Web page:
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Alumni Profiles

Staff profile
Lisa Madden

Lisa Madden

Associate Principal Lecturer, Institute of Childhood and Education, Leeds Trinity University




It is a real privilege to work with young people, to see and share their enthusiasm and then observe them gaining confidence.  

Lisa Madden graduated from Leeds Trinity in 1995 and returned as a Visiting Lecturer in 2010.  In 2013 she took up the post of PGCE Tutor for Modern Foreign Languages.  Having experienced life at Leeds Trinity as both a trainee and lecturer, Lisa teaches what she learnt, constantly keeps on learning and utilises her wealth of experience to inspire new teachers.  She is fluent in French, German and Spanish and is currently learning Italian.

Alumni Relations Officer, Brett Arnall caught up with Lisa to find out more about her memories of studying at school and Leeds Trinity, how her career panned out since graduating from Leeds Trinity in 1995 and how her journey brought her back to Lecturing on campus.

Why did you choose to study at Leeds Trinity?

I was aware of the outstanding reputation that Leeds Trinity had for training teachers and being based locally meant it was also very convenient.  

What were your favourite memories from your time at Leeds Trinity?

First and foremost I'd say the quality teaching and the friends I made.  It was, and still is, a really friendly campus with a great community spirit.

I'll never forget the enthusiasm of my tutor, Simon Green. He was inspirational and ahead of his time with his initiatives and teaching strategies. During the 2014/15 academic year the brand new Key Stage 3 Programme of Study echoed his philosophy of twenty years ago, encouraging modern language teachers to develop intercultural understanding and to be creative, encouraging teachers and pupils to maximise their use of target language and promote independent learning activities.

How did your career develop after you graduated?

I was delighted that my first job after completing my PGCE in 1995 was at The Holy Family Catholic School, Keighley, where I undertook my first teaching practice.  I worked as a Teacher of Modern Languages there until 2001; teaching French, German and Spanish. I have many fond memories of teaching in Keighley and particularly enjoyed teaching in the feeder primaries and introducing Spanish to the curriculum. 

I later went on to be Head of Modern Languages in four institutions – St Joseph's Catholic College, Harrogate High School, The Joseph Rowntree School and Skipton Girls' High School.  

How did this journey bring you back to Leeds Trinity and how did it feel to be back?

I worked at Leeds Trinity as a visiting Lecturer for three years from 2010.  This role involved helping with interviews, working as a Link Tutor and providing input into MFL teaching sessions.  I then began my current role as PGCE Tutor for Modern Foreign Languages in 2013.

It felt really nice to be back, but I had always maintained my links with Trinity throughout my career.  As a school-based tutor in my previous roles I had supported Leeds Trinity trainees develop as teachers.  One thing I always really enjoyed was working with Leeds Trinity and local primary schools to support early language learning.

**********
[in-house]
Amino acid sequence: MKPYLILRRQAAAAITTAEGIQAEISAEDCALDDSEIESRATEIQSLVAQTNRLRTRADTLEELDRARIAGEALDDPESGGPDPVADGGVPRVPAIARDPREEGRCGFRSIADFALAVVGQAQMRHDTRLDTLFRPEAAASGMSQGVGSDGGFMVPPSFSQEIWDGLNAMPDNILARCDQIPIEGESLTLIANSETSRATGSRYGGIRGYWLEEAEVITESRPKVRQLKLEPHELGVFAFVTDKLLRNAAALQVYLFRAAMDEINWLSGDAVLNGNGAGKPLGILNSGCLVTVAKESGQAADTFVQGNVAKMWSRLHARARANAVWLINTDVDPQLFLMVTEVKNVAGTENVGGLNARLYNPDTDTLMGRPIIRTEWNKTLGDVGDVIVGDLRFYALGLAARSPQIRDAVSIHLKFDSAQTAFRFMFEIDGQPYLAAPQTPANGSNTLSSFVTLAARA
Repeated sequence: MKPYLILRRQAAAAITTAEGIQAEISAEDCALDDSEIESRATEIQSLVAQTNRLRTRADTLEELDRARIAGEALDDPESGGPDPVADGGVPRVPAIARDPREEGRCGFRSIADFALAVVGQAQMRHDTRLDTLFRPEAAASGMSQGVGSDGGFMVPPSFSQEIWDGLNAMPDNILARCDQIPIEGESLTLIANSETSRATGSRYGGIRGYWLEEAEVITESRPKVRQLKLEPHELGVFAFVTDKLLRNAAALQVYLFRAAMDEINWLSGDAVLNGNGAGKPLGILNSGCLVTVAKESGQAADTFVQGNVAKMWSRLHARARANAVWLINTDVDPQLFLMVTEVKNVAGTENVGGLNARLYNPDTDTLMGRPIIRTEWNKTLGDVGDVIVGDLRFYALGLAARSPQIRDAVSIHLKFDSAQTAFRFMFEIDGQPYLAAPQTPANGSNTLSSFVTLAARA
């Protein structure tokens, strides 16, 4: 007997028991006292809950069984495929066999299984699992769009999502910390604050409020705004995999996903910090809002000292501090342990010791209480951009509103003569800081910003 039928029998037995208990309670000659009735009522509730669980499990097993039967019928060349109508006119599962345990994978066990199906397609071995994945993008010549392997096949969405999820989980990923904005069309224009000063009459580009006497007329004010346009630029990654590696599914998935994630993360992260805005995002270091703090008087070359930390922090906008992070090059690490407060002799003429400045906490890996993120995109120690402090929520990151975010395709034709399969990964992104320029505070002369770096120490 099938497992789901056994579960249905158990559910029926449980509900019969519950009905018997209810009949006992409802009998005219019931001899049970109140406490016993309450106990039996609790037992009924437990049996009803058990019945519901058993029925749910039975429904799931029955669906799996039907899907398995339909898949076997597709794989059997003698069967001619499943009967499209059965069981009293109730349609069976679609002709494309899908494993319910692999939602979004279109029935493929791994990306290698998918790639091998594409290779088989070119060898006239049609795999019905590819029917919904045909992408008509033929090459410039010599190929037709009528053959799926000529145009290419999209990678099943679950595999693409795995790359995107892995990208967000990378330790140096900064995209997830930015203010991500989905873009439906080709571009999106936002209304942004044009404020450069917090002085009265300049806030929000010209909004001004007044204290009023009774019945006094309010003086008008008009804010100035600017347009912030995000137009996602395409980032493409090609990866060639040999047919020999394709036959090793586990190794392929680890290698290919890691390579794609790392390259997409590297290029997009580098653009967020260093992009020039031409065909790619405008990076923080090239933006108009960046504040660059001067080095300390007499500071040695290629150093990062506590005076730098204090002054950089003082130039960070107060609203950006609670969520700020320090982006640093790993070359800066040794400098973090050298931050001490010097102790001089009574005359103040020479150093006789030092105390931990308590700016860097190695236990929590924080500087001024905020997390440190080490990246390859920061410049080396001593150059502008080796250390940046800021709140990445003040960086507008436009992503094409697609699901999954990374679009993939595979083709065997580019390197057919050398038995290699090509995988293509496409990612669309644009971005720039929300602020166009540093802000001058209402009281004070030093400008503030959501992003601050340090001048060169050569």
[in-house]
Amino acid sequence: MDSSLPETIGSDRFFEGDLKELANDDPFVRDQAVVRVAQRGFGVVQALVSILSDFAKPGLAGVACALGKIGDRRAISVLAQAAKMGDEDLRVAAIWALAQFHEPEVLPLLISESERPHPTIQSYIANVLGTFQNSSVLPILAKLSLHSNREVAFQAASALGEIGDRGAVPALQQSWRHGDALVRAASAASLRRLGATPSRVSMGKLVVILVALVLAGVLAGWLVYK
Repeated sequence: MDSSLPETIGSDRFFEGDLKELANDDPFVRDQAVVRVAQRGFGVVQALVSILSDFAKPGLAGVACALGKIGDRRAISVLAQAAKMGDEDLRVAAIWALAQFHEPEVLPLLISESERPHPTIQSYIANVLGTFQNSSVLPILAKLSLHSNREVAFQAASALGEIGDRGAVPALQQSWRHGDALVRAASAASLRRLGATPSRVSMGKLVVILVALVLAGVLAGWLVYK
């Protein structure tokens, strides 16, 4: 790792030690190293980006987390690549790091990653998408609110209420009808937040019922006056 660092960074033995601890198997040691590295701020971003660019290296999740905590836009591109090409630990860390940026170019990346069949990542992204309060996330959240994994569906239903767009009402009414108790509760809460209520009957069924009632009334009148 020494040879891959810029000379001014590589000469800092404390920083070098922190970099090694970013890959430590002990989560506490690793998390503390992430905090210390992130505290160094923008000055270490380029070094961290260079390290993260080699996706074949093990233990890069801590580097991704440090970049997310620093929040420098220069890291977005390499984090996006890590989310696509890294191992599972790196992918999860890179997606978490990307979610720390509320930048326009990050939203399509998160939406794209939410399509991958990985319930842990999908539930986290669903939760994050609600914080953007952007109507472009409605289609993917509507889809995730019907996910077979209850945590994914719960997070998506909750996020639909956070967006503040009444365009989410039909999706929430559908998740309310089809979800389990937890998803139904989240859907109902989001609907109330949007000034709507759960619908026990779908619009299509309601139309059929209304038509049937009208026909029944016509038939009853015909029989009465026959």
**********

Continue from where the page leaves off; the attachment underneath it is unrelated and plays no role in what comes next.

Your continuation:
What are your favourite aspects of being a Teacher?

It is a real privilege to work with young people, to see and share their enthusiasm and then observe them gaining confidence.  I have worked with multi-talented people throughout my career and it feels great to be able to teach the next generation of teachers.

I believe it is extremely important to be a positive role model and promote multi-lingual education and development.  This involves maintaining effective links with local primary schools and promoting modern languages within their curriculum.   

I regularly enhance the programme by inviting inspirational guest speakers to talk to my students.

How do you think teaching has changed since you went to School and how does this impact on your specialism of teaching modern languages?

There has been an incredible transition in the last 20 years.  I never used a computer at school, they were only being introduced when I started teaching. ​They were initially introduced to the school offices and then to the classrooms.  Now all students have access to them.

When I was training to be a teacher at Trinity I had to make my own flashcards and OHP acetates. I used to collect magazines from overseas and do lots of drawing and cutting out of pictures to "jazz up" my resources!

The internet has brought about massive positive changes to teaching modern languages, it is now so much easier to make and access recordings, for example.  Teaching is so much more interactive now, it has made the world a smaller place and the opportunities for listening and speaking new languages have increased dramatically. 

What advice would you give to newly qualified teachers about to embark on their careers?

  • Never underestimate the importance of building strong relationships with pupils
  • Create peer support networks with each other and share available resources. Try not to "re-invent the wheel" making everything from scratch, can you adapt anything you have already seen?
  • Continue to develop your own language skills and share these with your students
  • Keep informed of local and national conferences. Maintain links with your subject association – try to attend as many events as you can
  • Don't stop learning!
Find out more about the PGCE courses at Leeds Trinity University